“Intergenerational Prediction of Social and Early Emotional Development.” This project aims to investigate multi-generational influences on child psychosocial development. It will take advantage of one of Australia’s oldest longitudinal studies of social and emotional development – the Australian Temperament Project – to inform interventions and psychosocial resources that promote wellbeing within and across generations.
     
  • Professor Christine Halse, School of Education (CREFI).
    “International students in secondary schools.” This longitudinal project aims to analyse international secondary students’ transnational connectedness, through examining how and why student relationships change across Years 10–12, leading to improved support - and improved competitiveness of Australia’s international education sector.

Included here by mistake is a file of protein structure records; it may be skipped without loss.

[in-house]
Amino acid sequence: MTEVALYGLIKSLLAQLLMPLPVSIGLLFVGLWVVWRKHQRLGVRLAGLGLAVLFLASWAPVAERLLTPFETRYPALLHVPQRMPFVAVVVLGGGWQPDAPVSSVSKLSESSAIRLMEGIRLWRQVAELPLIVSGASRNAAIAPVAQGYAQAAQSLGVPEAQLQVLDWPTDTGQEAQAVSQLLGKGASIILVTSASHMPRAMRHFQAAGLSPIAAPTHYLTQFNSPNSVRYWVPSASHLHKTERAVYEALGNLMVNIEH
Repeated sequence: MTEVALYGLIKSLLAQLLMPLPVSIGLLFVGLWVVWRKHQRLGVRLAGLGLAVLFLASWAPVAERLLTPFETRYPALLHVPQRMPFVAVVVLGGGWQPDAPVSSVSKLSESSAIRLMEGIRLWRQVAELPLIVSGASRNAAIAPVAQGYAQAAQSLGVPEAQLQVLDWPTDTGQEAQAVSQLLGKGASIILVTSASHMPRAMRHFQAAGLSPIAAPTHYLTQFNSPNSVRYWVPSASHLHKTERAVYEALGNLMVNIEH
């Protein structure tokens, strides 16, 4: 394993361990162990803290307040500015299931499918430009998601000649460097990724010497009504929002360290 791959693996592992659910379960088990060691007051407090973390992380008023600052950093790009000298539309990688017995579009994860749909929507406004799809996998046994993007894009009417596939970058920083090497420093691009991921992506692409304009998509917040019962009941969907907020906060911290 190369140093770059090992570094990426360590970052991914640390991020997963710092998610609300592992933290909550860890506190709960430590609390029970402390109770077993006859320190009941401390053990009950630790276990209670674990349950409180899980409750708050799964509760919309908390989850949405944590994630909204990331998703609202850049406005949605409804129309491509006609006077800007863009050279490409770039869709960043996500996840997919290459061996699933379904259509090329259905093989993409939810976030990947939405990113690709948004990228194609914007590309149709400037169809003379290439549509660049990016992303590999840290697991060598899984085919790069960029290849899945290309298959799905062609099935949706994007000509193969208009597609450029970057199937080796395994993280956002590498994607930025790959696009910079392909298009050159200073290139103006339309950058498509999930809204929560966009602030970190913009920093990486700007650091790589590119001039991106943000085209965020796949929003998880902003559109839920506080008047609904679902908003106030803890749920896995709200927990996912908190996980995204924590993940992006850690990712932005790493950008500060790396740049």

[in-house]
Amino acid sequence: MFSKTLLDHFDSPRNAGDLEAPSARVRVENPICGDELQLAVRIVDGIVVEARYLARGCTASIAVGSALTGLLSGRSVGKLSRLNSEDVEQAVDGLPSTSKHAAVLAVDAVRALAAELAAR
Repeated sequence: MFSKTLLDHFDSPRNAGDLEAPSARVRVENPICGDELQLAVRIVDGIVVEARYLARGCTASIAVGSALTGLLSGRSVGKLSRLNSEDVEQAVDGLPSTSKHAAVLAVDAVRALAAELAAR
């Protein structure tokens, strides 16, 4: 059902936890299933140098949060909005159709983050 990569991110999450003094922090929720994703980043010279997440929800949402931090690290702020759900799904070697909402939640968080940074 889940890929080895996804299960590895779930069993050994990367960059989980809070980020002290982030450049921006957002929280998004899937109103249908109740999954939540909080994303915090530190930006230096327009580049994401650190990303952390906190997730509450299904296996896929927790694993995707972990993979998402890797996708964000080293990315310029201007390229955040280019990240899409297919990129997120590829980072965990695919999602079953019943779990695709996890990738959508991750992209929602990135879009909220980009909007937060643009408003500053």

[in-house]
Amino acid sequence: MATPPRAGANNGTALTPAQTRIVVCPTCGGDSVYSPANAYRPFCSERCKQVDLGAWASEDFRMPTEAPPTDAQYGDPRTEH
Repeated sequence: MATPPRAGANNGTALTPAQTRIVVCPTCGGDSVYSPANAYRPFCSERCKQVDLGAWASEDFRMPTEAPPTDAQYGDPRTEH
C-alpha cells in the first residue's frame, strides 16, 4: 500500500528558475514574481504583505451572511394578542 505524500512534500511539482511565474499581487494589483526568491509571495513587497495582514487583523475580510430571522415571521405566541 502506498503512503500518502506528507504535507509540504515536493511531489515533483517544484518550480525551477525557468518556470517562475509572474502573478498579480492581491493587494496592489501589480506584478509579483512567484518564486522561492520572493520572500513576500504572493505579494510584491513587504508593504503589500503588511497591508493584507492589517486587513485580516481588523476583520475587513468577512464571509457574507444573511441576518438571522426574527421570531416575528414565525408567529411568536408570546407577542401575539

• Associate Professor Dinh Phung, School of Information Technology (PRaDA).
    “Nonparametric Machine Learning for Modern Data Analytics.” Modern data analytics tasks need to interpret and derive values from complex, growing data. This proposal aims to develop “next generation” machine learning methods to cope with the data deluge.
     
  • Professor Christoph Antons, School of Law (ADI-CG).
    “Building an intellectual property system: The Indonesian experience.” This project aims to provide an independent assessment of the development of the Indonesian intellectual property system over the past 30 years, thereby providing valuable information to Australian businesses and the government.

The five ARC Discovery Early Career Researcher Award (DECRA) recipients are:

  • Dr Adrian Cameron, from Deakin Population Health, “Creating food environments that encourage healthy eating.”